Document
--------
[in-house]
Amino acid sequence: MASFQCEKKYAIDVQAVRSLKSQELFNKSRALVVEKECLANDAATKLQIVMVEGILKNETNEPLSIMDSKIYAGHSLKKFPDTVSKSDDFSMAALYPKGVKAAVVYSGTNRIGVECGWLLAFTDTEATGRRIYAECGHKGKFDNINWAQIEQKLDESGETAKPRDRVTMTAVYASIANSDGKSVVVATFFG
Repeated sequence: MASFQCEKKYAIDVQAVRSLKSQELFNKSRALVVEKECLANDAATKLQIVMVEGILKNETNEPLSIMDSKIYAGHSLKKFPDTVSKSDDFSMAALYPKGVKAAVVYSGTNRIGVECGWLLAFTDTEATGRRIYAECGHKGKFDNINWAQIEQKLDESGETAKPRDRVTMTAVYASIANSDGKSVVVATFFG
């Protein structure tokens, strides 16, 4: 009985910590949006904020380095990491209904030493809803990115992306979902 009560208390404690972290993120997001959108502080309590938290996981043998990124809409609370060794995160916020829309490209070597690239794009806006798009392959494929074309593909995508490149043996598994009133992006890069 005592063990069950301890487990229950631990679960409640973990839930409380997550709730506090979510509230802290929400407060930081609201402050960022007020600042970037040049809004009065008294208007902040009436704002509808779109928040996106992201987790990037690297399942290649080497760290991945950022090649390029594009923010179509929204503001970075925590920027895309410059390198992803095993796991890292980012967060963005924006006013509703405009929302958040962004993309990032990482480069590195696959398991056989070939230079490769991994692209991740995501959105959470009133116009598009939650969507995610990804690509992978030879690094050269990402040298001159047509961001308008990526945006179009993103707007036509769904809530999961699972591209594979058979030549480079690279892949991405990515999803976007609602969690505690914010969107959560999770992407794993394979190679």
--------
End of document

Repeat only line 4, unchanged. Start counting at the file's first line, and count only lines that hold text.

């Protein structure tokens, strides 16, 4: 009985910590949006904020380095990491209904030493809803990115992306979902 009560208390404690972290993120997001959108502080309590938290996981043998990124809409609370060794995160916020829309490209070597690239794009806006798009392959494929074309593909995508490149043996598994009133992006890069 005592063990069950301890487990229950631990679960409640973990839930409380997550709730506090979510509230802290929400407060930081609201402050960022007020600042970037040049809004009065008294208007902040009436704002509808779109928040996106992201987790990037690297399942290649080497760290991945950022090649390029594009923010179509929204503001970075925590920027895309410059390198992803095993796991890292980012967060963005924006006013509703405009929302958040962004993309990032990482480069590195696959398991056989070939230079490769991994692209991740995501959105959470009133116009598009939650969507995610990804690509992978030879690094050269990402040298001159047509961001308008990526945006179009993103707007036509769904809530999961699972591209594979058979030549480079690279892949991405990515999803976007609602969690505690914010969107959560999770992407794993394979190679």